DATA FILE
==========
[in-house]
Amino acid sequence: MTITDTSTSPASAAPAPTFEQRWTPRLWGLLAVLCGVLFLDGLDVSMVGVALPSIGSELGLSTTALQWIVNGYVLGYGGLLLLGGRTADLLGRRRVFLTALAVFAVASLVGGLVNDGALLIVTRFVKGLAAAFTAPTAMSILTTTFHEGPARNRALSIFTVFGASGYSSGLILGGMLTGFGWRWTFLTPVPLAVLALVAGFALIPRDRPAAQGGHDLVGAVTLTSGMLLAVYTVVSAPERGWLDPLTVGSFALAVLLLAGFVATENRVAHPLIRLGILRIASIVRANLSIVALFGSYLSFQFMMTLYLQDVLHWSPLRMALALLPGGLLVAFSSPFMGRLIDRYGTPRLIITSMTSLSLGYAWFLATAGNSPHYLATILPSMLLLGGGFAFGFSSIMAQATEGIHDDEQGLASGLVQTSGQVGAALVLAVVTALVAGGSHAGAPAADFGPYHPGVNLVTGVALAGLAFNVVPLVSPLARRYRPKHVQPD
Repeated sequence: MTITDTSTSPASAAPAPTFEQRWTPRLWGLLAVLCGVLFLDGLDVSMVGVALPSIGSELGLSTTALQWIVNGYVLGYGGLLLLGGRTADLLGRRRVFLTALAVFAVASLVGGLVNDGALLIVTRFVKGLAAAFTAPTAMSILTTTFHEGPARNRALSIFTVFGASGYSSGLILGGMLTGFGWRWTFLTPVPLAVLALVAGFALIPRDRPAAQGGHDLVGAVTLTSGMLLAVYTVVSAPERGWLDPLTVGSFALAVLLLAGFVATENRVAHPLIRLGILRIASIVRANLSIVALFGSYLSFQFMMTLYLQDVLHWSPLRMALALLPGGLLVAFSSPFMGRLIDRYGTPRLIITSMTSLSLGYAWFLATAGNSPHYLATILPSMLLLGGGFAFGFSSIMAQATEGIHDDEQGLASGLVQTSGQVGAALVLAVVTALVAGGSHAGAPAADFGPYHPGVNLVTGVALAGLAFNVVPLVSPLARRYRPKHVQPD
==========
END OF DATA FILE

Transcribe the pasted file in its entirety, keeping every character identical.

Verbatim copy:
[in-house]
Amino acid sequence: MTITDTSTSPASAAPAPTFEQRWTPRLWGLLAVLCGVLFLDGLDVSMVGVALPSIGSELGLSTTALQWIVNGYVLGYGGLLLLGGRTADLLGRRRVFLTALAVFAVASLVGGLVNDGALLIVTRFVKGLAAAFTAPTAMSILTTTFHEGPARNRALSIFTVFGASGYSSGLILGGMLTGFGWRWTFLTPVPLAVLALVAGFALIPRDRPAAQGGHDLVGAVTLTSGMLLAVYTVVSAPERGWLDPLTVGSFALAVLLLAGFVATENRVAHPLIRLGILRIASIVRANLSIVALFGSYLSFQFMMTLYLQDVLHWSPLRMALALLPGGLLVAFSSPFMGRLIDRYGTPRLIITSMTSLSLGYAWFLATAGNSPHYLATILPSMLLLGGGFAFGFSSIMAQATEGIHDDEQGLASGLVQTSGQVGAALVLAVVTALVAGGSHAGAPAADFGPYHPGVNLVTGVALAGLAFNVVPLVSPLARRYRPKHVQPD
Repeated sequence: MTITDTSTSPASAAPAPTFEQRWTPRLWGLLAVLCGVLFLDGLDVSMVGVALPSIGSELGLSTTALQWIVNGYVLGYGGLLLLGGRTADLLGRRRVFLTALAVFAVASLVGGLVNDGALLIVTRFVKGLAAAFTAPTAMSILTTTFHEGPARNRALSIFTVFGASGYSSGLILGGMLTGFGWRWTFLTPVPLAVLALVAGFALIPRDRPAAQGGHDLVGAVTLTSGMLLAVYTVVSAPERGWLDPLTVGSFALAVLLLAGFVATENRVAHPLIRLGILRIASIVRANLSIVALFGSYLSFQFMMTLYLQDVLHWSPLRMALALLPGGLLVAFSSPFMGRLIDRYGTPRLIITSMTSLSLGYAWFLATAGNSPHYLATILPSMLLLGGGFAFGFSSIMAQATEGIHDDEQGLASGLVQTSGQVGAALVLAVVTALVAGGSHAGAPAADFGPYHPGVNLVTGVALAGLAFNVVPLVSPLARRYRPKHVQPD